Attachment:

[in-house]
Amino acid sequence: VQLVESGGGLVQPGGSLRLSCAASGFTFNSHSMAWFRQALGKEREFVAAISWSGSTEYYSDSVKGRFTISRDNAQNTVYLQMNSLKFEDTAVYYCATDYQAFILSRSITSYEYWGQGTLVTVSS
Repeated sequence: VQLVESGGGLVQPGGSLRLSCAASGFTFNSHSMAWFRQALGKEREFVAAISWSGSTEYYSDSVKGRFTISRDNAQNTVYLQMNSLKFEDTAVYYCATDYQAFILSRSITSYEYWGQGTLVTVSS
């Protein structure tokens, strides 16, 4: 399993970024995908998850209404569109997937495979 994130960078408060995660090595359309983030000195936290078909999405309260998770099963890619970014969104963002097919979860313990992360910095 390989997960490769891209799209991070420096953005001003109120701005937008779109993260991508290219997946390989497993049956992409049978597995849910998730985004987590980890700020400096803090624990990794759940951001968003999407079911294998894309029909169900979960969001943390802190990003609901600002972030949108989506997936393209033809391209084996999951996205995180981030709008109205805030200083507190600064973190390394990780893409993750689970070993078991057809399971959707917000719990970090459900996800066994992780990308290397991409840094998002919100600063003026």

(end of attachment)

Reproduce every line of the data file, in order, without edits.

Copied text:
[in-house]
Amino acid sequence: VQLVESGGGLVQPGGSLRLSCAASGFTFNSHSMAWFRQALGKEREFVAAISWSGSTEYYSDSVKGRFTISRDNAQNTVYLQMNSLKFEDTAVYYCATDYQAFILSRSITSYEYWGQGTLVTVSS
Repeated sequence: VQLVESGGGLVQPGGSLRLSCAASGFTFNSHSMAWFRQALGKEREFVAAISWSGSTEYYSDSVKGRFTISRDNAQNTVYLQMNSLKFEDTAVYYCATDYQAFILSRSITSYEYWGQGTLVTVSS
């Protein structure tokens, strides 16, 4: 399993970024995908998850209404569109997937495979 994130960078408060995660090595359309983030000195936290078909999405309260998770099963890619970014969104963002097919979860313990992360910095 390989997960490769891209799209991070420096953005001003109120701005937008779109993260991508290219997946390989497993049956992409049978597995849910998730985004987590980890700020400096803090624990990794759940951001968003999407079911294998894309029909169900979960969001943390802190990003609901600002972030949108989506997936393209033809391209084996999951996205995180981030709008109205805030200083507190600064973190390394990780893409993750689970070993078991057809399971959707917000719990970090459900996800066994992780990308290397991409840094998002919100600063003026």